Difference Between Cast Irons and Cast Alloys

Casting is usually used to make components with complex shapes or with properties which cannot be achieved in other ways. In many cases, the cast alloy composition is similar to that of the wrought alloy but with adjustments to suit the casting process. These adjustments are reflected in the mechanical properties and corrosion resistance which may not be identical to those of the wrought alloy. Particular attention must be paid to the casting process in order to obtain the required component performance.

Cast versions of corrosion resistant nickel alloys are used for pumps, valves and other components in the chemical and related industries.
Heat resistant cast alloys are used in the chemical and petrochemical industries as well as in industrial furnaces.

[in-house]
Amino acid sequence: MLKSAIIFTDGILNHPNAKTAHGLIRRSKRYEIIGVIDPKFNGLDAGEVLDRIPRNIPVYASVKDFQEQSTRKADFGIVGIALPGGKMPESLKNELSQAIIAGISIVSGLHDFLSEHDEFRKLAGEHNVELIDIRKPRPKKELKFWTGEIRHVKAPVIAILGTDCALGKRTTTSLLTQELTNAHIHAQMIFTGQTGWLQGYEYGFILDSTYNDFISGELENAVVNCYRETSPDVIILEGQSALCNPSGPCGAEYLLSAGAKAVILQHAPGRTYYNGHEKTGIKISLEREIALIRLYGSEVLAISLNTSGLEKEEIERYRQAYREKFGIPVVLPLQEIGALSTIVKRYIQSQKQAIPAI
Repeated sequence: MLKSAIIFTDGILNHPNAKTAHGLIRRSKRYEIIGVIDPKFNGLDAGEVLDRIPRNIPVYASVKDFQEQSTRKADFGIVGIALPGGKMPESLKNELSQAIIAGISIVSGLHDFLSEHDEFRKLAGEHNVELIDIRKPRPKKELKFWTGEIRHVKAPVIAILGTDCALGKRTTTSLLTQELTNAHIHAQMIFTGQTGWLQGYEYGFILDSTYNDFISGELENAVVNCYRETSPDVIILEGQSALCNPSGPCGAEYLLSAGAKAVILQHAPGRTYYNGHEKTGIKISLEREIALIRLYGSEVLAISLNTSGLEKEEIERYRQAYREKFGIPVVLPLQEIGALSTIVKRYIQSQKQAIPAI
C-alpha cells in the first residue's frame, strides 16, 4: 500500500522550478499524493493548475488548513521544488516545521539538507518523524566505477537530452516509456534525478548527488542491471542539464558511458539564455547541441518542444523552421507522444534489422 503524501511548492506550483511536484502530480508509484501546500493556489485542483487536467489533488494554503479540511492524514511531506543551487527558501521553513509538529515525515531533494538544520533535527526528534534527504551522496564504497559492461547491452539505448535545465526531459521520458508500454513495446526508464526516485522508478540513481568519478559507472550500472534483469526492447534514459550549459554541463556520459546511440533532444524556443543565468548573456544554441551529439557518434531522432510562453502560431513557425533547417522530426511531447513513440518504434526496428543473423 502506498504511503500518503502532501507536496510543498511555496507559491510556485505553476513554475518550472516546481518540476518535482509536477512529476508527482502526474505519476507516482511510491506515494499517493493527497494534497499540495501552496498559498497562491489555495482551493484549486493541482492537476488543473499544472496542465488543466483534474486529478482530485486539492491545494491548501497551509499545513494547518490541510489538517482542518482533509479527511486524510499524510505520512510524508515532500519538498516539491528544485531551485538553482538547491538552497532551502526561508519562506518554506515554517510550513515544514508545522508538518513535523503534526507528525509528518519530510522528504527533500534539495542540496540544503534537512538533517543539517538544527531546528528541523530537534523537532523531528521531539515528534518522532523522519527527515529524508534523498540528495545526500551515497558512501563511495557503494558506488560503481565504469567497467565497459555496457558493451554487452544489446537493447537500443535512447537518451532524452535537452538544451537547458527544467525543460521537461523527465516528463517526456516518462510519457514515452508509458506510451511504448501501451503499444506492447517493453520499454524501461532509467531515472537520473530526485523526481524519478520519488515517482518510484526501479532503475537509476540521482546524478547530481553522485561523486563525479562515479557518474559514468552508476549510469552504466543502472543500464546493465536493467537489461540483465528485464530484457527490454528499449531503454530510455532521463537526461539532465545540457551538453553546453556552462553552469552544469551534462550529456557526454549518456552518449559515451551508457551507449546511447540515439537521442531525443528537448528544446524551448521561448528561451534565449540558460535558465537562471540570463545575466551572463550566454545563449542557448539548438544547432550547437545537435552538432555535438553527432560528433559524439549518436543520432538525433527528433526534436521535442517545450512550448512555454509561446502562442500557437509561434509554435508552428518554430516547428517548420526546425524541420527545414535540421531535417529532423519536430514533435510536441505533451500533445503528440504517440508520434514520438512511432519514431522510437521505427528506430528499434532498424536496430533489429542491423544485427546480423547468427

Nickel-containing cast irons are used both for corrosion resistance in seawater pumps and for wear resistance in, for example, ore crushing.

Both single crystal and directionally solidified superalloy castings are used for turbine blades in the hottest parts of gas turbines. These eliminate transverse grain boundaries, which would be sources of weakness at the enormous tensile stresses experienced by the blades. The alloy compositions are closely tailored to both the production processes and operating conditions.


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